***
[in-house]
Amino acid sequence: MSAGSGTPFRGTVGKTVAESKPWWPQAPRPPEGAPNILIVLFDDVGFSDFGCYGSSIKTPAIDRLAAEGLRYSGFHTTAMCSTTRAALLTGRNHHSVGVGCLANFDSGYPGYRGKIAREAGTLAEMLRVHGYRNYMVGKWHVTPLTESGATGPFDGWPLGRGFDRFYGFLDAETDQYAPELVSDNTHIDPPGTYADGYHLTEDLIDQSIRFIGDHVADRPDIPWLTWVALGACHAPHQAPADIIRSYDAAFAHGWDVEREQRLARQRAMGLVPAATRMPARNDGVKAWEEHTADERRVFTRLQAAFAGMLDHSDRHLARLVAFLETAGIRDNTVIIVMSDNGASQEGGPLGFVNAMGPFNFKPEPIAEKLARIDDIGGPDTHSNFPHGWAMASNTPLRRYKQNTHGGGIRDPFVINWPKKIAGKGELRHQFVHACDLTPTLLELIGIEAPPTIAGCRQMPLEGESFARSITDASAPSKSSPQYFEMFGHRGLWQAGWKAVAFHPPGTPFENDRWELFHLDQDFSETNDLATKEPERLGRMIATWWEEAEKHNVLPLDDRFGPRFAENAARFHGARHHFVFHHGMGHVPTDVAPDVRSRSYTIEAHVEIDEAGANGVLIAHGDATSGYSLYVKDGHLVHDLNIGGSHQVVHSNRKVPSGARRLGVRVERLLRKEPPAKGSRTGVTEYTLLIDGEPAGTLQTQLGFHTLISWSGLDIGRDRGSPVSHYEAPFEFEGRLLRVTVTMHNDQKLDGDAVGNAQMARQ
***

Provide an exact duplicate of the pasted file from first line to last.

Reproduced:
[in-house]
Amino acid sequence: MSAGSGTPFRGTVGKTVAESKPWWPQAPRPPEGAPNILIVLFDDVGFSDFGCYGSSIKTPAIDRLAAEGLRYSGFHTTAMCSTTRAALLTGRNHHSVGVGCLANFDSGYPGYRGKIAREAGTLAEMLRVHGYRNYMVGKWHVTPLTESGATGPFDGWPLGRGFDRFYGFLDAETDQYAPELVSDNTHIDPPGTYADGYHLTEDLIDQSIRFIGDHVADRPDIPWLTWVALGACHAPHQAPADIIRSYDAAFAHGWDVEREQRLARQRAMGLVPAATRMPARNDGVKAWEEHTADERRVFTRLQAAFAGMLDHSDRHLARLVAFLETAGIRDNTVIIVMSDNGASQEGGPLGFVNAMGPFNFKPEPIAEKLARIDDIGGPDTHSNFPHGWAMASNTPLRRYKQNTHGGGIRDPFVINWPKKIAGKGELRHQFVHACDLTPTLLELIGIEAPPTIAGCRQMPLEGESFARSITDASAPSKSSPQYFEMFGHRGLWQAGWKAVAFHPPGTPFENDRWELFHLDQDFSETNDLATKEPERLGRMIATWWEEAEKHNVLPLDDRFGPRFAENAARFHGARHHFVFHHGMGHVPTDVAPDVRSRSYTIEAHVEIDEAGANGVLIAHGDATSGYSLYVKDGHLVHDLNIGGSHQVVHSNRKVPSGARRLGVRVERLLRKEPPAKGSRTGVTEYTLLIDGEPAGTLQTQLGFHTLISWSGLDIGRDRGSPVSHYEAPFEFEGRLLRVTVTMHNDQKLDGDAVGNAQMARQ